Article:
This is an unprecedented time of trying to manage our lives, take care of our loved ones, help neighbours and strangers, and somehow make ends meet with the income we have left. Concerns over the economic impact of COVID-19 are very real; no matter who you are or where you live, this is one crisis no one can escape.
Part of financially & mentally coping in this COVID-19 pandemic crisis is to ensure we’re looking after ourselves in other ways too. Our physical, psychological and emotional health will play a role in our financial health too. With that in mind, here are things you can do immediately to counteract that feeling of being out of control and help you navigate the ever-changing coronavirus crisis to make things easier for your family right now.
1. Cancel all unnecessary subscriptions
Anything you’re currently paying-for repeatedly and you’re not getting an enormous use out of, or something you could be sharing with someone else to reduce that subscription, you should cut right away. It’s an easy way to find a little bit of space in your budget and to make sure you’re not paying for things you don’t absolutely need or not using.
2. Prioritize your payments
If there isn’t enough money to go around, you may not be able to make all of your payments. So it’s important to prioritize which bills you’re going to pay first. Take care of your basic needs first—food, shelter, utilities, clothing, and transportation.
Develop a list of the order in which you need to cover your bills and basic expenses. Keep in mind you may need to let your credit card bills wait, or you may need to forgo the cable bill. Those things can wait until you have more financial security. This doesn’t mean you should just ignore your bills, however. Contact the companies, and explain your situation. They may be able to assist you while you are out of work.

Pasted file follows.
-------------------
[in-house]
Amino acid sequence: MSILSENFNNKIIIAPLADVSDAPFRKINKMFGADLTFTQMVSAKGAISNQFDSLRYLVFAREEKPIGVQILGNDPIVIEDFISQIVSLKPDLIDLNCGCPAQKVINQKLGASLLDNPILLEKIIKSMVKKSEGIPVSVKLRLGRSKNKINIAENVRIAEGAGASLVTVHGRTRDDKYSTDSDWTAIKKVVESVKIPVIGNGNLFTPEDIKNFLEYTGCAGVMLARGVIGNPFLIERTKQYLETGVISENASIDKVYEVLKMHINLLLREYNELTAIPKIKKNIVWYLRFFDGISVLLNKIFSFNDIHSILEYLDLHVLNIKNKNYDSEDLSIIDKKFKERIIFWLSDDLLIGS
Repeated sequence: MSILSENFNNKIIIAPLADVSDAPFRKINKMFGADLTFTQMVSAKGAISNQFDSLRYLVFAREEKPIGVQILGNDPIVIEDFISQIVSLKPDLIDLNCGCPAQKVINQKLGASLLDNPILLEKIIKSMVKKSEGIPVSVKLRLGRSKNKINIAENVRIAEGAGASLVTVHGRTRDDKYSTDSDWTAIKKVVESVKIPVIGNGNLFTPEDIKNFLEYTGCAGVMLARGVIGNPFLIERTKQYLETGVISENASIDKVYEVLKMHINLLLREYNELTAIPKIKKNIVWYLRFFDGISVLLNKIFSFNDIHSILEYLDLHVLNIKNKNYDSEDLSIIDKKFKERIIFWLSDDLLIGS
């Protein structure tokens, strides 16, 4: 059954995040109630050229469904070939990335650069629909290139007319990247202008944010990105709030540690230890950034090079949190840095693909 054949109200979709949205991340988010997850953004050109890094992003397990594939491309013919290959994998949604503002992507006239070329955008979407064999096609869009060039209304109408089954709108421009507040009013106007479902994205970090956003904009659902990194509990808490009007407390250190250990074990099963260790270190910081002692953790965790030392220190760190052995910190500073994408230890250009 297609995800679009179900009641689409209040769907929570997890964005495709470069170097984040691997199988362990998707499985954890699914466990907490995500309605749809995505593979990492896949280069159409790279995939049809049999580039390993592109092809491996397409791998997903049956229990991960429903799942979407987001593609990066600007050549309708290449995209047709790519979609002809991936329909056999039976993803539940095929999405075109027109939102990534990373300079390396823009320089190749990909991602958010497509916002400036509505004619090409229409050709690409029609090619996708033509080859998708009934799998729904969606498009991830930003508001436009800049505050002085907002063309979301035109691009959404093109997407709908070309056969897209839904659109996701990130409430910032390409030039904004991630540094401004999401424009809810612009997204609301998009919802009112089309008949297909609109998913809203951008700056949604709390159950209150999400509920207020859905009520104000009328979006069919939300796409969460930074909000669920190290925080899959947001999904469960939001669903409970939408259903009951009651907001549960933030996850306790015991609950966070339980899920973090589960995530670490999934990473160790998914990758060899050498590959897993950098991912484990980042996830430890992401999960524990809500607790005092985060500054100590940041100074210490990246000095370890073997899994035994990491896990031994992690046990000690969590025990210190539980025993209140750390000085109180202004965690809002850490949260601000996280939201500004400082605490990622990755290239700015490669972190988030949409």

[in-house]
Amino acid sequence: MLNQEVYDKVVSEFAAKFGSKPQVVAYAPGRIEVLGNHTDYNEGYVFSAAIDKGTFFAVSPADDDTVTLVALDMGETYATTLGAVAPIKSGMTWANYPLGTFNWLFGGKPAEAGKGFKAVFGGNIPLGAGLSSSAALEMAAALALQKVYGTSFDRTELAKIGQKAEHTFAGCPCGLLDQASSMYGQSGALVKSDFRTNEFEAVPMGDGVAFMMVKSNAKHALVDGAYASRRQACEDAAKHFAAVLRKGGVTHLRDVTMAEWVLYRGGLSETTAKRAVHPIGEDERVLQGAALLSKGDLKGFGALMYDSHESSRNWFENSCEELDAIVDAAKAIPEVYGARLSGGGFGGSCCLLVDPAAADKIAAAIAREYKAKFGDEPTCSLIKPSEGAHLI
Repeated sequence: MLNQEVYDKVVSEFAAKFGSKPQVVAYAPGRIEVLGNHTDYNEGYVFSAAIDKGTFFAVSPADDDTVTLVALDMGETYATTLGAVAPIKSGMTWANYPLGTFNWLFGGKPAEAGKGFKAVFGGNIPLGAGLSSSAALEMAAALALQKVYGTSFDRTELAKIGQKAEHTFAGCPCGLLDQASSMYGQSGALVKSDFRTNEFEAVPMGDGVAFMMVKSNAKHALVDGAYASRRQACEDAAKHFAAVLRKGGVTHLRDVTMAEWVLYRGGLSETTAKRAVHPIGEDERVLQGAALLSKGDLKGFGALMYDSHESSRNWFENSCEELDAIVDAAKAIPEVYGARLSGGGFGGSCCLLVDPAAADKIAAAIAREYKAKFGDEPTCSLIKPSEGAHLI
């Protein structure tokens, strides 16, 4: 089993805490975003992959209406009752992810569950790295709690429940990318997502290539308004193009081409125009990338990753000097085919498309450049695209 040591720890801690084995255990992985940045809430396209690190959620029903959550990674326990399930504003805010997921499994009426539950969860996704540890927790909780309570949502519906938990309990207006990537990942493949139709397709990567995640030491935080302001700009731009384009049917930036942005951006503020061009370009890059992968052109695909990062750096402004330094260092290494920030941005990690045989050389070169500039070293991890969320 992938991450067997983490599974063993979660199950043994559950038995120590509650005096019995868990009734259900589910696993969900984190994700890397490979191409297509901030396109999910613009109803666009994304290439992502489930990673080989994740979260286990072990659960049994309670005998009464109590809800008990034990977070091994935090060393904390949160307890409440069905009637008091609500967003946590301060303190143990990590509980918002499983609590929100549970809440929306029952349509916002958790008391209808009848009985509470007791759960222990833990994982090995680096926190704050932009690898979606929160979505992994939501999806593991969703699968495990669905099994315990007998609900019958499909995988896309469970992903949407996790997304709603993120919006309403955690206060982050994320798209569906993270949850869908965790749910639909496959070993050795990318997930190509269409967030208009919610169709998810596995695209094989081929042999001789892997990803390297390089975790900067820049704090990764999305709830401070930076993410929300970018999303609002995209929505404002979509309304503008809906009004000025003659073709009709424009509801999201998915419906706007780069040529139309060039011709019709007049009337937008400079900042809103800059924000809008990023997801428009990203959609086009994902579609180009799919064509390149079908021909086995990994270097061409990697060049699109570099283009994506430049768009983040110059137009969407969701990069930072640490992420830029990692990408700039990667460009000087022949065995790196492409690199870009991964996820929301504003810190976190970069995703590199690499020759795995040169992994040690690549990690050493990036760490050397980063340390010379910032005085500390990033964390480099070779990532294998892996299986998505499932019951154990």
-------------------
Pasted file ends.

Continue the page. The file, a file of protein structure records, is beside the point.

If you’re someone who has always prided themselves on paying their bills on time, not being able to make payments may feel overwhelming and scary. But, remember that right now, the usual rules don’t apply so don’t beat yourself up for it. We’re in an emergency situation and that calls for things to be done differently.
Many banks, credit cards, and other financial institutions are offering assistance. They may forgo late fees or allow you to pay less. Contact your institution to talk about any relief programs you may be eligible for.
3. Contact your creditors.
Debt payments will be a crucial part of your emergency budget and, fortunately, Rwanda’s major banks have all said they will review requests for assistance on a case-by-case basis. Even Ugandan commercial banks, under Uganda Bankers Association, have said they’re open to loan payment restructuring. If you can contact your creditors before you start to get behind, or as quickly as possible once you realize you’ve gotten behind, they will be in a better position to be able to help you.
Mortgage payment deferrals, skipping payments, loan extensions, revised terms or even reduced interest rates are all things your lenders can consider. What they’re able to offer you will largely depend on what it is you need help with, your payment history, how soon you contact them, and your credit behaviour.
4. Avoid the temptation of cheap credit
While it’s true that some interest rates are once again near historic lows, avoid the temptation of borrowing during a time of huge transition. Instead of committing to payments, set that money you would have been using to make those payments aside in a saving account until you know how you’ve weathered this storm. There is every chance that interest rates will stay low until well after the coronavirus has passed to help the economy recover more quickly.